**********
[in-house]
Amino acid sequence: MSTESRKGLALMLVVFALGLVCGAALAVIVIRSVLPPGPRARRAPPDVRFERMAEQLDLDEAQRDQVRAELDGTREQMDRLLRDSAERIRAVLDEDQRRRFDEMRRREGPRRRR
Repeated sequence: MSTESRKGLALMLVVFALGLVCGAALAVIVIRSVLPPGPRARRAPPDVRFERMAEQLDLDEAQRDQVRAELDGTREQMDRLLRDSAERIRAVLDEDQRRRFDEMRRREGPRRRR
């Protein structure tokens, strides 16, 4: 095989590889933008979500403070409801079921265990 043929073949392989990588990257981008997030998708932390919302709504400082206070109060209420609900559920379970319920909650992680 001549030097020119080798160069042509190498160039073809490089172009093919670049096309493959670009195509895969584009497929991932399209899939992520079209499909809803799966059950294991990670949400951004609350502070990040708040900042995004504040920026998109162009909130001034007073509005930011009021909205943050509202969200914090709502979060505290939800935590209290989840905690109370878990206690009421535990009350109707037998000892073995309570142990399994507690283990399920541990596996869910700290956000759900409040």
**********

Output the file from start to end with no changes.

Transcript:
[in-house]
Amino acid sequence: MSTESRKGLALMLVVFALGLVCGAALAVIVIRSVLPPGPRARRAPPDVRFERMAEQLDLDEAQRDQVRAELDGTREQMDRLLRDSAERIRAVLDEDQRRRFDEMRRREGPRRRR
Repeated sequence: MSTESRKGLALMLVVFALGLVCGAALAVIVIRSVLPPGPRARRAPPDVRFERMAEQLDLDEAQRDQVRAELDGTREQMDRLLRDSAERIRAVLDEDQRRRFDEMRRREGPRRRR
């Protein structure tokens, strides 16, 4: 095989590889933008979500403070409801079921265990 043929073949392989990588990257981008997030998708932390919302709504400082206070109060209420609900559920379970319920909650992680 001549030097020119080798160069042509190498160039073809490089172009093919670049096309493959670009195509895969584009497929991932399209899939992520079209499909809803799966059950294991990670949400951004609350502070990040708040900042995004504040920026998109162009909130001034007073509005930011009021909205943050509202969200914090709502979060505290939800935590209290989840905690109370878990206690009421535990009350109707037998000892073995309570142990399994507690283990399920541990596996869910700290956000759900409040």